"People are keying on Battle, and the other guys are kind of playing off that. In the Michigan State game, a couple times the big guys would fly out at Battle, and he would make the nice little drop-down pass for an easy layup or a dunk."
"Brooks is just starting to really play well. He's a veteran player, he's got length, he can do some things on the perimeter, he can post up and he can really rebound. You've got to do a good job on Battle, you can't let him get 30. But you have to do a good job on Brooks, and on Jackson also."
The senior Brooks (6'-8", 200) averages 13.7 points and 8.1 rebounds a game. He has double-doubles in his last two games and is shooting .566 from the field. Jackson (6'-7", 210) is a senior with 10.9 and 4.6 averages in points and boards. Fellow senior Jones (6'-10", 245) is shooting .543 while scoring at a 5.9 ppg clip. He averages five and a half rebounds.
The other starter is sophomore Tim Frazier (6'-1", 160). Frazier isn't a big scorer, but he leads the team with 68 assists and 20 steals. Others who see playing time include freshman Taran Buie (6'-2", 185), redshirt freshman Marshall (6'-4", 190), redshirt freshman Billy Oliver (6'-8", 215) and junior Cammeron Woodyard (6'-5", 210). Marshall is shooting 52% from the field including 40% from the arc.
The Illini cannot double-team Battle given the firepower alongside him. Mike Davis is aware of the defensive job needed by the Illini front line.
"They've progressed a lot this season. Brooks didn't play that much, now he's playing 38 minutes against Michigan State. It'll be a tough matchup. He can shoot the three, and David Jackson can shoot the three. Jones is a good rebounder. So it's a tough matchup for all of us. We have to stop those guys."
"They've got a great supporting cast this year, so you can't just focus on Battle. We have to have a more balanced defensive effort. They're a great team, and when you play in Happy Valley anything can happen. They'll be fired up trying to get two big wins in a row."
Penn State outrebounded the aggressive Spartans the other day, and Brooks is especially adept on the offensive glass. McCamey knows the Illini need to be prepared for the contest.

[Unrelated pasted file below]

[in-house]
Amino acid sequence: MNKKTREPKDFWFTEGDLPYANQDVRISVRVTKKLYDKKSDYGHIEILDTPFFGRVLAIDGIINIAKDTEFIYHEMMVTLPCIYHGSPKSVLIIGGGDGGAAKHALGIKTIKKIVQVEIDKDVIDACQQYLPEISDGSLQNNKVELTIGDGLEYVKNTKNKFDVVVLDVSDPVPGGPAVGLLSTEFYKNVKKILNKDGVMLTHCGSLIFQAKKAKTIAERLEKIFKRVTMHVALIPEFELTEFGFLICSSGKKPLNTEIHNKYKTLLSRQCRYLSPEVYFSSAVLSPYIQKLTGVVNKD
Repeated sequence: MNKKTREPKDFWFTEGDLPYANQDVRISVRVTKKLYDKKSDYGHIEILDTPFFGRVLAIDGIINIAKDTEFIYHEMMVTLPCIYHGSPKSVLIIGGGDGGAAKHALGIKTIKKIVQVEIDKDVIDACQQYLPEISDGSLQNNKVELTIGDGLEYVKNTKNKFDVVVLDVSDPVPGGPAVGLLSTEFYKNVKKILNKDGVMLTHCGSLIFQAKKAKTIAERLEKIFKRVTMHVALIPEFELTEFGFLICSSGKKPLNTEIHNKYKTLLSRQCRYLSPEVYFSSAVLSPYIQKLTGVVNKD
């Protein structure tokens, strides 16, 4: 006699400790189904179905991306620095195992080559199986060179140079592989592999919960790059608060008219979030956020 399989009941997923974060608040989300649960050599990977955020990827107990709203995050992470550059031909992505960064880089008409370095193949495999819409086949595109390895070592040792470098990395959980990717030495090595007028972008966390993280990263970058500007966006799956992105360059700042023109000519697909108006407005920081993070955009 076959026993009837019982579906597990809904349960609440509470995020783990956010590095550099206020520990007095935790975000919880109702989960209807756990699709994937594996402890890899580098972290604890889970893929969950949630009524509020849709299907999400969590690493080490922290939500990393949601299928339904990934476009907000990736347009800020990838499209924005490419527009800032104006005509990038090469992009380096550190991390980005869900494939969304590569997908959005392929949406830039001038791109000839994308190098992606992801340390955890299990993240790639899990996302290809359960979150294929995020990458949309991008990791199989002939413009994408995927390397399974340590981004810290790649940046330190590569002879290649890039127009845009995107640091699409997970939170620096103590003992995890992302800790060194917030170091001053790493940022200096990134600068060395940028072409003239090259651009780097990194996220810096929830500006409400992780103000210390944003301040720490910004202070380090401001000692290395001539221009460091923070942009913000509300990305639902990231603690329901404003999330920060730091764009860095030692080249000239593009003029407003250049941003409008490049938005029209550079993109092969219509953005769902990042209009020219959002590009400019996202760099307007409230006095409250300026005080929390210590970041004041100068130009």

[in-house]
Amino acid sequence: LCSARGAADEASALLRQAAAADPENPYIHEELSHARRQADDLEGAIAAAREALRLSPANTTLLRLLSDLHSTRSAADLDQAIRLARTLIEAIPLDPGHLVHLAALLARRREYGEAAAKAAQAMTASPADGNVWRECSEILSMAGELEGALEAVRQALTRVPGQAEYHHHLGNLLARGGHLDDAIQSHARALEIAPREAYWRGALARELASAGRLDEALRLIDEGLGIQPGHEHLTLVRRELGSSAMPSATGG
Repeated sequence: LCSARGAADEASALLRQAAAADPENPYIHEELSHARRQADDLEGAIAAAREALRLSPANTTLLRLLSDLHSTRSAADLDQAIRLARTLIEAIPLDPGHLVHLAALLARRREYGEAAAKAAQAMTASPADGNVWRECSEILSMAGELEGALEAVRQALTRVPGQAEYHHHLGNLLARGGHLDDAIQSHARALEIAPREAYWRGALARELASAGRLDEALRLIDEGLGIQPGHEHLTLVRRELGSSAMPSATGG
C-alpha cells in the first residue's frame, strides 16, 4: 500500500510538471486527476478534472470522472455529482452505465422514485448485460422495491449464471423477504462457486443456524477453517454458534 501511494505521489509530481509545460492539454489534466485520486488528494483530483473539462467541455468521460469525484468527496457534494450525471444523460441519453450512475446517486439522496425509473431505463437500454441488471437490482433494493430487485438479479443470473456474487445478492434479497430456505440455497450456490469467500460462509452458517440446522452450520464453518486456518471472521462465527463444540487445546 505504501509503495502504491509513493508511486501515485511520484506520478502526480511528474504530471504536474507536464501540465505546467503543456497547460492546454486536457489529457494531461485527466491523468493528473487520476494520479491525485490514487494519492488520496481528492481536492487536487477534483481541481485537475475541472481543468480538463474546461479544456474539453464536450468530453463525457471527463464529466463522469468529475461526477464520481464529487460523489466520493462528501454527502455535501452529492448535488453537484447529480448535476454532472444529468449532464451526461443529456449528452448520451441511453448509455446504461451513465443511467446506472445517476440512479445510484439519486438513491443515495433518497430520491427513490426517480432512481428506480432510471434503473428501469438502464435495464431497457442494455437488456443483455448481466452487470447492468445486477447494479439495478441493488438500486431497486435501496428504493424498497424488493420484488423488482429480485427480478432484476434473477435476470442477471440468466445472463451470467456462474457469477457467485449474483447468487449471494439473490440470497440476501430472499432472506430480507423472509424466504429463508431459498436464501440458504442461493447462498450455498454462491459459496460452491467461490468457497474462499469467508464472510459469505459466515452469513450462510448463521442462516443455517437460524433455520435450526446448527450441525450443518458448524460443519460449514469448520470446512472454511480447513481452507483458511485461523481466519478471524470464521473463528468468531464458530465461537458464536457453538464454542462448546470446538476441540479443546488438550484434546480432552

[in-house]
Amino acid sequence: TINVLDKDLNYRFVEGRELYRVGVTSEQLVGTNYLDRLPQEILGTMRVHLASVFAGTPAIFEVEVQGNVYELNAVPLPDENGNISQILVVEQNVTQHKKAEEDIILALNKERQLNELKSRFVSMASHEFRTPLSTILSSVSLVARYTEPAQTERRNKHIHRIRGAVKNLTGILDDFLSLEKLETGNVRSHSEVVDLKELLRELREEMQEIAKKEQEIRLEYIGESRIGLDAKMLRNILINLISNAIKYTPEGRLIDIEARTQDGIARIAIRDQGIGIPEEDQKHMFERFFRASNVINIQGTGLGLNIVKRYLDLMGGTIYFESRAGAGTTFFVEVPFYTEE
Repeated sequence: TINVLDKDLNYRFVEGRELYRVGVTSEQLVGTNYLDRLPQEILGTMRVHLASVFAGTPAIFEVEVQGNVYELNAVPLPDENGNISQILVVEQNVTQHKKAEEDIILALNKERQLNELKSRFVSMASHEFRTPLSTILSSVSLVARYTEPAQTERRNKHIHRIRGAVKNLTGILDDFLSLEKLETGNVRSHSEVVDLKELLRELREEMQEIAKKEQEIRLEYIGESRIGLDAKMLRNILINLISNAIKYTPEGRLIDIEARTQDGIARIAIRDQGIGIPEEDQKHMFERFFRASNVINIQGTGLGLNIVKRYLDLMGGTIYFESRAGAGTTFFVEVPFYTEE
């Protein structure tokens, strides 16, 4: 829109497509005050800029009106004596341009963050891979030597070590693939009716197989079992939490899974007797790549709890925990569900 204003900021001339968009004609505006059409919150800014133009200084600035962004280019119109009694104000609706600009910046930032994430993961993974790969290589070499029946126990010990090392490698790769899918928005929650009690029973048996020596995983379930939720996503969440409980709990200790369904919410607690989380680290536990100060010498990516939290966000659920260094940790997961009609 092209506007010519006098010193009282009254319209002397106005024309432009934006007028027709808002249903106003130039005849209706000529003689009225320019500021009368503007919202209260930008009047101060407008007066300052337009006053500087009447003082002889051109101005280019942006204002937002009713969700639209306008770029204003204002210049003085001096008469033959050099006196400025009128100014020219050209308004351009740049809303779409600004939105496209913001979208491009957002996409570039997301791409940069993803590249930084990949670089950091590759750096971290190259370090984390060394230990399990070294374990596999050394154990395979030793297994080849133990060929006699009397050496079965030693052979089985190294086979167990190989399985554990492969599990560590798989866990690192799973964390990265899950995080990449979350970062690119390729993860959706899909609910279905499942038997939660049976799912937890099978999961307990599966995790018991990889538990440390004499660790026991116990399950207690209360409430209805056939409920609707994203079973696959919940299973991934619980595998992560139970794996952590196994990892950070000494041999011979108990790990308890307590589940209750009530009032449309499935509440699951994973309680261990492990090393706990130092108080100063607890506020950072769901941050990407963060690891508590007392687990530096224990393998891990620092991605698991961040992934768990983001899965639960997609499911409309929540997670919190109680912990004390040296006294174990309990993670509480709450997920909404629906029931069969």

"They're a good team. They're gonna play 110%, and they're gonna be physical. We have to box out and rebound the basketball against them and not give them second chances. They have a good point guard in Battle, and they have a double-double guy. We have a challenge on our hand. Their record doesn't prove how good a team they are."
If it is true teams play like they practice, the Illini should play well. Weber has been pleased with the intensity of recent practices, and the improvements shown by younger players. There has been no apparent complacency after the easy victory over Northwestern.
"It's been good, to be honest. They went pretty hard (Sunday). They were competing and getting after it. I think that's positive. I think a big thing is the improvement in practice of the younger guys.
"Early we had good competition. I don't know if those guys kind of gave in, saying they're not gonna play a lot, and the exams and a freshman wall. There were a couple weeks where I didn't think they were fighting like they did earlier.
"Now, Jereme (Richmond) might have had his best practice of the year (Sunday). Meyers (Leonard) has his ups and downs, but he is starting to compete and battle, learning what he can do and can't do. Joseph Bertrand has really played well in practice the last couple weeks. So I was pleased with it."
Every game from now on will be a war; there can be no let-up for the team that wins the Big 10 championship. That is the Illini's goal, and they continue that quest Tuesday.